REVIEW: TRAVESTY (New Diorama Theatre) ★★★★


Liam Williams’s debut play, Travesty, comes to New Diorama Theatre after a sell-out run at Edinburgh Fringe Festival.

Williams is primarily known for his acclaimed stand-up shows. He was nominated for the Edinburgh Comedy Best Newcomer Award in 2013, and in 2014 his follow up show was nominated for the main award. Travesty is produced by Fight in the Dog, established with the intention of bridging the gap between the worlds of theatre and comedy. The company’s chief aim is to create work as funny as the best comedy and as thought-provoking as the best theatre and Travesty certainly achieves this.

Travesty portrays a couple of twenty-somethings who meet, start having sex and fall into a relationship. We first meet Ben and Anna in bed, early in their courtship; it’s clear that Ben is less invested in the relationship than Anna is. Over the course of the play, we follow the couple over a few years and watch their roles reverse; by the final scene, he’s in tears and she just wishes things could be different.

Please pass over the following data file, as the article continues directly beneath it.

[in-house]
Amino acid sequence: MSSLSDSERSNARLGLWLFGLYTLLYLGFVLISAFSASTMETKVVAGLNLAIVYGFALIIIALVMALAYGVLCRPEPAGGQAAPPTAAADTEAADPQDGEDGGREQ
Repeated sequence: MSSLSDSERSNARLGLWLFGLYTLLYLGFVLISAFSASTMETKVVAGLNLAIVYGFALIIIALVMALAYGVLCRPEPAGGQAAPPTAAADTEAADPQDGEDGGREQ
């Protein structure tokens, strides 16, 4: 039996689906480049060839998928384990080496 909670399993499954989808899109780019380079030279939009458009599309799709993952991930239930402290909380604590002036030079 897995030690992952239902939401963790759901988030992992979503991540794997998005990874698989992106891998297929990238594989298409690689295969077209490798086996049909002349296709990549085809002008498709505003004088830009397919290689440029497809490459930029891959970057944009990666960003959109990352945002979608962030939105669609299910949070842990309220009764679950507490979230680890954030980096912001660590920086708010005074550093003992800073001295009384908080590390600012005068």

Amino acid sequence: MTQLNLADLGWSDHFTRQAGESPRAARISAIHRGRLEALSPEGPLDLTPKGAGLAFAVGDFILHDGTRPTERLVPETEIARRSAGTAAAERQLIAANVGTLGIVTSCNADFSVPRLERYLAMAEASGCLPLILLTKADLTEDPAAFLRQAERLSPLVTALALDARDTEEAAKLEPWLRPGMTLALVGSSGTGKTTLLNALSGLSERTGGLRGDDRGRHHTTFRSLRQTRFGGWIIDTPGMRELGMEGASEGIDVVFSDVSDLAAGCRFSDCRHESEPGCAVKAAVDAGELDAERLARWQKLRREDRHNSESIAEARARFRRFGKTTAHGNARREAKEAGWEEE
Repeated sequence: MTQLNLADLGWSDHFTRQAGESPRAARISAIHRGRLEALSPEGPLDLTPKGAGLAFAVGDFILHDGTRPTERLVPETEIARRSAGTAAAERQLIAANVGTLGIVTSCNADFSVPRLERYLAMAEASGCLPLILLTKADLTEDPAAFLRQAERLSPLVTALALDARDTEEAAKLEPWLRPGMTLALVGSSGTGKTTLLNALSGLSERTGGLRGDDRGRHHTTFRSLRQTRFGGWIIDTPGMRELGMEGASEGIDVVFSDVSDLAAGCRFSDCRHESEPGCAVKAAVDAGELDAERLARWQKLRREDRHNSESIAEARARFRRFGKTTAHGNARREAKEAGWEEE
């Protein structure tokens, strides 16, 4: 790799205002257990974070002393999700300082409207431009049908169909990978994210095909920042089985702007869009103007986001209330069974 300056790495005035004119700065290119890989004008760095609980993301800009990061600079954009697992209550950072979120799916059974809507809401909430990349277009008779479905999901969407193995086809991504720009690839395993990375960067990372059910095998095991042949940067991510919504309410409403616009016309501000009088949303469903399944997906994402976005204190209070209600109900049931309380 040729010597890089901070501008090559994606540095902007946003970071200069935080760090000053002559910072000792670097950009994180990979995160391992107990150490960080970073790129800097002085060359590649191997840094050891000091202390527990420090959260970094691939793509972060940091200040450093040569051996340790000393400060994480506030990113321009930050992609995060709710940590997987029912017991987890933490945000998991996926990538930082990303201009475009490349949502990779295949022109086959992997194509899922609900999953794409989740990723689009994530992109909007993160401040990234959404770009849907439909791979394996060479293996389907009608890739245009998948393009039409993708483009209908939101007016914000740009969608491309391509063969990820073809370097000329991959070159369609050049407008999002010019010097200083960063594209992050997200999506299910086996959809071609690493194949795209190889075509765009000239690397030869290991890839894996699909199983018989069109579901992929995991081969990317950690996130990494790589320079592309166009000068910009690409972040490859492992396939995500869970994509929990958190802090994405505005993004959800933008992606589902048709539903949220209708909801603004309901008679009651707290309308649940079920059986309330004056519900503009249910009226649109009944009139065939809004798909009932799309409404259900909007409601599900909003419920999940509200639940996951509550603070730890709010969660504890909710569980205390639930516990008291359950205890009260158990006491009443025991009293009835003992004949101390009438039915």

Williams takes an honest look at a relationship which is funny and unflinching. By swapping the gender of the actors playing the roles of Ben and Anna, he challenges our assumptions about assumed behaviours.

Lydia Larson plays Ben, approaching his thirtieth birthday, slowly realising that he wants to settle down with the woman he first dismissed as not serious enough and now believes to be ‘the one’. Larson embraces the role of the manly Ben despite her small frame; a moment when she mouths ‘I love you’ in the mirror before saying the words to Anna for the first time is especially touching. Pierro Niel-Mee is Anna, at first carried away at the beginning of the affair then coming to realise that she wants her freedom. His mannerisms and posture in the role are convincing, he lies curled up in bed, trying to sleep while Larson sprawls awake with a glowing laptop.

The writing is convincing, the bickering over disagreements large and small ring true. At times I forgot the actors were gender-swapped but this didn’t matter. Travesty shows that relationships are about people rather than gender and anyone who’s experienced a drawn out breakup will find some familiar scenes here.

It’s no surprise that Liam Williams has created an interesting piece of theatre; Travesty deserves a longer run.

Reviewed by Rhiannon Evans
Photo: Claire Haigh

TRAVESTY plays at the New Diorama Theatre until 10 September 2016